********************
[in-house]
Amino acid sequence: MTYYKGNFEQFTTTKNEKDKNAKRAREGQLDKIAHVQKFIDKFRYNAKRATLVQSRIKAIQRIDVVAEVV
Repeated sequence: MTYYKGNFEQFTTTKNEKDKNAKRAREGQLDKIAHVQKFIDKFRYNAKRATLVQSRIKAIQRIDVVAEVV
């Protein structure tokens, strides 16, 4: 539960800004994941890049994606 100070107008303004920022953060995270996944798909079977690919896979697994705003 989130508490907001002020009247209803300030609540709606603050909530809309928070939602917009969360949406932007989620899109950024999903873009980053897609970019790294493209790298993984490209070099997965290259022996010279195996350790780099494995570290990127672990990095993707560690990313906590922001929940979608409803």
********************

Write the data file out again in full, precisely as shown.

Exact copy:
[in-house]
Amino acid sequence: MTYYKGNFEQFTTTKNEKDKNAKRAREGQLDKIAHVQKFIDKFRYNAKRATLVQSRIKAIQRIDVVAEVV
Repeated sequence: MTYYKGNFEQFTTTKNEKDKNAKRAREGQLDKIAHVQKFIDKFRYNAKRATLVQSRIKAIQRIDVVAEVV
């Protein structure tokens, strides 16, 4: 539960800004994941890049994606 100070107008303004920022953060995270996944798909079977690919896979697994705003 989130508490907001002020009247209803300030609540709606603050909530809309928070939602917009969360949406932007989620899109950024999903873009980053897609970019790294493209790298993984490209070099997965290259022996010279195996350790780099494995570290990127672990990095993707560690990313906590922001929940979608409803």